This story originally appeared in the Fall 2019 issue of IDENTIFY.
Story and photo by Ryan Gavin
Eli Kean joined the Division of Inclusion, Diversity & Equity as the LGBTQ Resource Center’s Coordinator in August 2019. They are an affiliate faculty member with Mizzou’s Women’s and Gender Studies department, serve as adviser for Queer Liberation Front, and are a member of several professional organizations such as AERA and ACPA.
Kean got degrees from MU (Bachelor of Arts in Anthropology, Environmental Studies minor), University of Missouri-Kansas City (Master of Arts in Higher Education Administration) and Michigan State University (Ph.D., Curriculum & Instruction) before joining our staff. Get to know them better!
What led you back to MU after getting your bachelor’s degree here?
I spent some time in the non-profit sector, I’ve done some faculty work, many iterations of higher ed administration work, and I’m really happy to be here to support LGBTQ students and serve as a resource for other students, faculty and staff on campus for queer and trans issues.
Working on LBGTQ issues is my biggest passion in regards to education, so working as the coordinator of the resource center is a really great opportunity to work with students, which I find really fulfilling. And I also get to serve as an education portal for folks who want to serve our LGBTQ students better; to educate folks on why the presence of LGBTQ students, faculty and staff really matter; and to make this a better place to be. I want to serve as someone who can provide advice, support and outreach on all issues no matter what your question is.
I didn’t expect to be back. Columbia is a place where if you love it, you might stay a long time. I’m from Kansas City originally, so it’s never been too far from home, but this passion that exists in this space drew me back in.
What are some of the things that have surprised you about the work so far?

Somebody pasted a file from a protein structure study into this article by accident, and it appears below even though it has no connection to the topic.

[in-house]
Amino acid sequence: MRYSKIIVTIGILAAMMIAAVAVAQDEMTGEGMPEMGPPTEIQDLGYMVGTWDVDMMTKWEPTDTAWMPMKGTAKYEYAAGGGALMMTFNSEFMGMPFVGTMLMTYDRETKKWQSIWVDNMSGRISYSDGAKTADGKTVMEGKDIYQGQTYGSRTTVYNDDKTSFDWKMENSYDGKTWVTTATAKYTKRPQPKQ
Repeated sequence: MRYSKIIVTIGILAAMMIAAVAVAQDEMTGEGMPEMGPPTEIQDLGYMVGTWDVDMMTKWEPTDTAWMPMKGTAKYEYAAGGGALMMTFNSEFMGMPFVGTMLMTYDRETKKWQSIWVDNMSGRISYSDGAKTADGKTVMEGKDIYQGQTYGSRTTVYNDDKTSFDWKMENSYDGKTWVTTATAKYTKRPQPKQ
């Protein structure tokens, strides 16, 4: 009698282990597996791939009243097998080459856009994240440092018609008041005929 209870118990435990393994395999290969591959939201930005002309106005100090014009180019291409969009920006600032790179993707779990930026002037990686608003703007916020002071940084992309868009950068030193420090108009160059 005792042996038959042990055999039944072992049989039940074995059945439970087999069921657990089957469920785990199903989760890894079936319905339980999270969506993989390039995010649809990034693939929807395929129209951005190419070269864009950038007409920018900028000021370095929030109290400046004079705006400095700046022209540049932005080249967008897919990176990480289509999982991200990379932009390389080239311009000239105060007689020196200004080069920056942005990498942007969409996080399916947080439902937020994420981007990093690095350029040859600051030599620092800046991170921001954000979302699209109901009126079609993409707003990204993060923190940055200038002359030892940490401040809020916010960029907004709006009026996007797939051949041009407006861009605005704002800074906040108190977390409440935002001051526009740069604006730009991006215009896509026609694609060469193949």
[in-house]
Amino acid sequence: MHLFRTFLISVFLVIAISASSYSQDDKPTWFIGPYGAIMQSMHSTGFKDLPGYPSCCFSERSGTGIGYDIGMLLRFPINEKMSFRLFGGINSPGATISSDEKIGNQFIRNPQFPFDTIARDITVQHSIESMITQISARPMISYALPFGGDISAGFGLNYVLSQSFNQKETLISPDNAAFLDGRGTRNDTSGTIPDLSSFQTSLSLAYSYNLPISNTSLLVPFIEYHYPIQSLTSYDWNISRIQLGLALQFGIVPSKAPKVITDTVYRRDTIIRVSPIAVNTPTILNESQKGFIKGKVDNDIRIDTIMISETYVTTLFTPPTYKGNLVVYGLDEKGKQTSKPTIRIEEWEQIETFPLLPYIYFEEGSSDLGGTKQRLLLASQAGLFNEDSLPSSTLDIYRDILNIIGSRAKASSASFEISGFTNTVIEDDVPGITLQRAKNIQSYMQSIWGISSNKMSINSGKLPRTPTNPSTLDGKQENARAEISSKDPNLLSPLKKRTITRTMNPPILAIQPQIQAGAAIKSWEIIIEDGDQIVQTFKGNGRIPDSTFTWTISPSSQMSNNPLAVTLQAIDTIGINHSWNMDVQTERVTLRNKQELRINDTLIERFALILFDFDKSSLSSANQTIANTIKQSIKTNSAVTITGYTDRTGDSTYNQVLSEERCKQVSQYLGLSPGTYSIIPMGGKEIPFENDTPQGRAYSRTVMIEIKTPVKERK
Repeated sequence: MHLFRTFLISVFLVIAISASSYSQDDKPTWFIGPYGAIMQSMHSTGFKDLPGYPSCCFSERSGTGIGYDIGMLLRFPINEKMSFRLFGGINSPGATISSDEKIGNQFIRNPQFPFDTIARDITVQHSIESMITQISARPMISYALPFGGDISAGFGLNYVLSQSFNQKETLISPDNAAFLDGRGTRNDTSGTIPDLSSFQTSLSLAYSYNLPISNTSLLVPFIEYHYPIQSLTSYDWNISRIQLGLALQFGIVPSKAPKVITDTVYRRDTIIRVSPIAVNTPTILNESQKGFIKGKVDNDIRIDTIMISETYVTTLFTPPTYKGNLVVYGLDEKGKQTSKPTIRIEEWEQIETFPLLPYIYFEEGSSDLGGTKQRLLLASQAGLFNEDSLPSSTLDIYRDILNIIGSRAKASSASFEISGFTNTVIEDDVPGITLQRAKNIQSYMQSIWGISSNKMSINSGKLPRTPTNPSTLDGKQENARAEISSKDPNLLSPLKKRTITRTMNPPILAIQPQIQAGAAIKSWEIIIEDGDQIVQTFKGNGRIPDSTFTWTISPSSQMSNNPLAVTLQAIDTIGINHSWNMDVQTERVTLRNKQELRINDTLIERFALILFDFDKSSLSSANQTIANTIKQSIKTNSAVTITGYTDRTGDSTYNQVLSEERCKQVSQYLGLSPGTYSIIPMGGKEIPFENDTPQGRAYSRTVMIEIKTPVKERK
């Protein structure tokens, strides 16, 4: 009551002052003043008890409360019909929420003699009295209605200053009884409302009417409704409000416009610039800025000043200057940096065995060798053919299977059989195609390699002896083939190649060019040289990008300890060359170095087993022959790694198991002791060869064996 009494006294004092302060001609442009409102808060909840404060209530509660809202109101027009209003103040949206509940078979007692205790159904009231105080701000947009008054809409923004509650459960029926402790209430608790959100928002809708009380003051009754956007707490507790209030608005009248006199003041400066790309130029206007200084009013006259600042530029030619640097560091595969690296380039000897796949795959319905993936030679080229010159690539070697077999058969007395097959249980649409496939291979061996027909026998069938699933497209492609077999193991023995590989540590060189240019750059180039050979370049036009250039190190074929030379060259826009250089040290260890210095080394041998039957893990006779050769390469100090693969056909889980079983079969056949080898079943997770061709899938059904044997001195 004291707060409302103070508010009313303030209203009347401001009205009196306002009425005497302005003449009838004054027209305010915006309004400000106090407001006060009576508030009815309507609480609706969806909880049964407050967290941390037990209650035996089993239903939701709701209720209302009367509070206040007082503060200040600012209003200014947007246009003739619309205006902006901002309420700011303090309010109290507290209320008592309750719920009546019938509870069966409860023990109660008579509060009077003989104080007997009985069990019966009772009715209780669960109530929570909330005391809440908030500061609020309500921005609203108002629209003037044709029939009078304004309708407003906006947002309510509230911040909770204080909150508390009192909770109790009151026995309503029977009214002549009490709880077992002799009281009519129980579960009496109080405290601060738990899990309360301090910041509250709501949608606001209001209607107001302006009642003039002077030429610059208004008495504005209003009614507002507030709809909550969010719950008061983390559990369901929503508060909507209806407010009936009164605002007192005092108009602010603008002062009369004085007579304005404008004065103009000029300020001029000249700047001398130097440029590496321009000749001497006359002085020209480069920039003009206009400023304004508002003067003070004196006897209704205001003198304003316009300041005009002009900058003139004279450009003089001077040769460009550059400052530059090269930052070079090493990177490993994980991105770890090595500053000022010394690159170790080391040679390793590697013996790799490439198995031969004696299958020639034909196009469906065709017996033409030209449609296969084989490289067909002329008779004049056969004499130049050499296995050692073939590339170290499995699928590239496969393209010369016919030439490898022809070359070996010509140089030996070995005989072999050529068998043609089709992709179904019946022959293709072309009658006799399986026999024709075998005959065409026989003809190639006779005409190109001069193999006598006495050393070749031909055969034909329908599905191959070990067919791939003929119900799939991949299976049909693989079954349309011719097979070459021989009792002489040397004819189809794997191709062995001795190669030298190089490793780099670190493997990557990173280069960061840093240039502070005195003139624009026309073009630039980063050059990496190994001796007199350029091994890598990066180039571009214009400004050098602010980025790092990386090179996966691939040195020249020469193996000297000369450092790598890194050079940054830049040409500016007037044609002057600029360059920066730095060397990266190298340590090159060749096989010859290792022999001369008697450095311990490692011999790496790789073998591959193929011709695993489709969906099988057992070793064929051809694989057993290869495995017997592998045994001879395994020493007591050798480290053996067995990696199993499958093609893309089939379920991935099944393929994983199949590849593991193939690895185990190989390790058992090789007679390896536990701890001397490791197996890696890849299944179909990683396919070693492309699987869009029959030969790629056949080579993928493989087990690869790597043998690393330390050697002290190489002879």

I wouldn’t say I’ve had any great surprises. Mizzou is in a pretty great place at the moment in terms of wanting to be inclusive and affirming of LGBTQ people. My colleagues are wonderful, and that makes the job completely worth all of the stress that comes from working in higher ed sometimes.
I will say that it’s great to be back at Mizzou because the students are so passionate about social justice issues, and that’s something I have not seen at other universities. It’s just something very unique to Columbia, to Mizzou, and I am very grateful that this spirit is still here. I felt it when I was a student; just the fact that students are passionate about making the community a better place and fighting for social justice really empowers me to do my job and fight for their needs even harder.
What drew you to higher ed, both as a student and a profession?
It’s the impact you can have on future generations. Working for non-profits is great, working in politics is impactful in its own way, but there’s just something about knowing that no matter how long you stay in higher ed, you will be impacting the next generation and everyone they interact with. It’s very intriguing to me. As a trans person, the negative experiences I had as a student has really strengthened my conviction to work in this area.
What are some of your goals as the new coordinator?
I would really like to strengthen the connections that the resource center has with faculty. I think there’s a lot that can be done in terms of collaborating with them, working on how gender and sexuality are taught in our classes. I know a lot of departments have classes that talk about these topics, but at this point we’re not really sure how they’re being taught, whether they’re using best practices, whether they’re using the right terminology, so that’s something I would like to work toward.
At the same time, I want to work toward affirming policies. We have the preferred name policy, we have some good movement on gender-neutral bathrooms, but what else can we do to really provide an affirming and safe space for LGBTQ students moving forward?
I hope that faculty will be more willing to consider my expertise in terms of curriculum and creating courses that are affirming and welcoming. I hope we can have some strong collaborations and relationships where maybe there hasn’t been that before.
So outside of the academic environment, how do you like to spend your time?
I love to be out in nature and consider myself to be an amateur nature photographer. I love taking photographs of trees and sunsets and flowers and whatever. [Note: You can give Eli a follow on Instagram at @eeveekay]. I like playing video games and just spending time with friends. When time and money allow, I like to travel. I enjoy learning about new cultures and thinking about philosophical questions, just growing as a person and doing things that make me feel fulfilled in myself and my relationships with others is really important to me.